I’ve said it before and I’ll say it again, visitors can serve as a forcing function for exploring where you live. Ray Ray and I have been here nearly a year and had never visited the northeast corner of the island, a place that, if you listen to our friends who have ventured that way, is home to the most beautiful beach in the country. So, in the spirit of “let’s see what all of the fuss is about,” we took our newest guests, Sean and Keri, up to the Samaná peninsula.
Sean and Keri are two of my dearest friends from Chicago and people I have known since my days at Marquette. In fact, they asked me to emcee their wedding reception, a request I accepted with great joy. Like many of our guests before them, they are no strangers to travel abroad, and were more than game to help us explore new territory.
The route is quite straightforward. You get on the highway going north of Santo Domingo and turn right when you meet the Atlantic Ocean. Follow the main road for two hours until it ends in the hidden town of Las Galeras. It’s really that simple. A destination for adventure travelers, Las Galeras – and the surrounding areas – survive on the quality of their beaches. In fact, we passed an entire day at neighboring Playita (Little Beach), coolly oscillating between the beach and the beachfront bar and restaurant, watching the palm tree shadows expand and recede in the water as the sun arced above us.
It’s not that time passes slowly in Las Galeras, it’s that you don’t notice. Or don’t care. There isn’t a rush to do much of anything except enjoy the fact that there isn’t. The most active things we did that weekend was to try and see migrating whales, visit a popular – though terribly hidden – restaurant, and find Playa Rincón, the beach everyone raves about.
Our attempt at whale watching proved futile. We joined a group departing from the beach in font of our hotel and set out into waters north and west of the peninsula’s northern tip. The unseasonable rainy weather made the seas excruciatingly choppy, an element that marred the entire day. The rain fell so hard we had to take shelter at a nearby beach and wait it out. Sadly, no whales were to be seen, nor did we photograph anything for fear of losing our camera in the water.
The next day, with much more favorable weather, we set out for an evening dinner at El Cabito. It is a small place built into a rocky edge that drops about 40 or 50 feet down to the water. The deck is cantilevered over the edge, providing great views, tremendous sunsets, and a soundtrack of perpetual wave crashing. However, you have to earn your relaxation. The drive there, mostly off road and with practically no signs, can test your wits – and your vehicle’s capacity. Once there, however, with drink in hand, you settle right in. This might have been the one time during the weekend where time passed a little more quickly simply because we did not want it to end.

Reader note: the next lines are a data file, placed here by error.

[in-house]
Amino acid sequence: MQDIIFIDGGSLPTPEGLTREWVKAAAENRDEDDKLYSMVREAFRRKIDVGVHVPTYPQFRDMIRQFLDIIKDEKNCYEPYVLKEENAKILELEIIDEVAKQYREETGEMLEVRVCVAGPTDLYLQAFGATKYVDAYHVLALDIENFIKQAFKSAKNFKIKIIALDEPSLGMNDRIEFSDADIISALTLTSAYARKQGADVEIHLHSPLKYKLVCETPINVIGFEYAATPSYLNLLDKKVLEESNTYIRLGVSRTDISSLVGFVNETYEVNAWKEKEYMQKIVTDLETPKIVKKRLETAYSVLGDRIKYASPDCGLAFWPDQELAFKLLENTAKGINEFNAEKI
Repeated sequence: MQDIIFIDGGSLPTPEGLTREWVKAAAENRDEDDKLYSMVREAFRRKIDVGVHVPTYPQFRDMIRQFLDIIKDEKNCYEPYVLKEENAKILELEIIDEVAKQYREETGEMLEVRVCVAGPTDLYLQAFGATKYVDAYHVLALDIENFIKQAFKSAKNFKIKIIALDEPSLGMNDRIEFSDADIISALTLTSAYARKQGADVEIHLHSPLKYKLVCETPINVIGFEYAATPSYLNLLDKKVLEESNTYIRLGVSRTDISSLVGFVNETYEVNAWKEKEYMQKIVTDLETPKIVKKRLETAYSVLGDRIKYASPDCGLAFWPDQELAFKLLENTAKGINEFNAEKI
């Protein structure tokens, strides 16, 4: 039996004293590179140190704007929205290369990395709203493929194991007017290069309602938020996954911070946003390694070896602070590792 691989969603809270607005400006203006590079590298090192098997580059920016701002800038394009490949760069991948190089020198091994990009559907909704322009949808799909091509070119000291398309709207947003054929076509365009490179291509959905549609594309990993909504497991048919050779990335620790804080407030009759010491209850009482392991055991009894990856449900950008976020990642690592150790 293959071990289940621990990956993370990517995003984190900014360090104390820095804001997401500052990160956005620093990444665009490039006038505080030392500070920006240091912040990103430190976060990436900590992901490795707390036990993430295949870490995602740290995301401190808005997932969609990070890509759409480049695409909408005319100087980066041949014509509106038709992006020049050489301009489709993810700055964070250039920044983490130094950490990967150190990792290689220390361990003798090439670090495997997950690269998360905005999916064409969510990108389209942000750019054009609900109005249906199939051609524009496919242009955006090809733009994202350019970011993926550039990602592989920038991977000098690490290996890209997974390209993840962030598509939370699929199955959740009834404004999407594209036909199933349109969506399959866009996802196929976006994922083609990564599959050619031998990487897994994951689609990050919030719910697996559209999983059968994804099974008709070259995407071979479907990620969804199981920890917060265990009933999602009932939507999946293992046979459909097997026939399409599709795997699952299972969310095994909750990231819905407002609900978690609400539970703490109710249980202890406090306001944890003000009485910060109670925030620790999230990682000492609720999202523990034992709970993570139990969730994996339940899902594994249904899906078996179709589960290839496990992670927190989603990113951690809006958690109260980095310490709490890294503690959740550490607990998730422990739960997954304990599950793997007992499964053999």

Our final adventure was to find the infamous Playa Rincón. It is a secluded beach that most people visit by hiring a boat from a neighboring port. Or, as we did, you can traverse some rough, unpaved back roads. Having chosen the latter option, we made our way from the hotel to the “short cut” and on more than one occasion seriously worried about our ability to slog through treacherous mud. Fortunately, Green Monster was up to the challenge. After 40 minutes navigating some very dusty, winding, and rocky roads, we arrived at a beach that looked as if it had not been touched since the creation.
End-to-end, the beach is almost a mile long. About 100 feet from where the water meets the land is a softer sand littered with palm tree branches, coconut husks, and other tropical debris. There is a restaurant at the east end of the beach for your dining needs, or you can simply wait and someone will eventually come along to ply you with just-above-freezing beer and and frozen drinks mixed inside the shell of a coconut or pineapple. Calling it heavenly almost seems like an understatement. Here, like Playita, the day passed in a leisurely stillness. We were not sure what time we wanted to leave, only that it would be better to do so before sunset. The road back to Las Galeras was hard enough during the day. It would be no joke at night.
Back in Las Galeras I inquired as to why the road to Playa Rincón wasn’t paved. Easier access to the beach, I thought, would increase tourism and give this corner of the island an economic boost. It turns out local boatman derive significant income from ferrying passengers to Rincón and back, and they’ve lobbied hard against road paving. I guess all politics is local after all. Someone always stands to lose with a change in the status quo. According to some, the current president’s tourism initiative means fully paved roads are in the future.
With that, we dashed back to Santo Domingo and bid our dear friends farewell. If time and circumstance allowed, they would have stayed longer. And I would have loved that. Having them here was a nice reminder of home, and I don’t just mean the US.
So you see, visiting us can be as much a gift to us as it is to yourself. Hopefully these tales and pictures can sell you on the idea!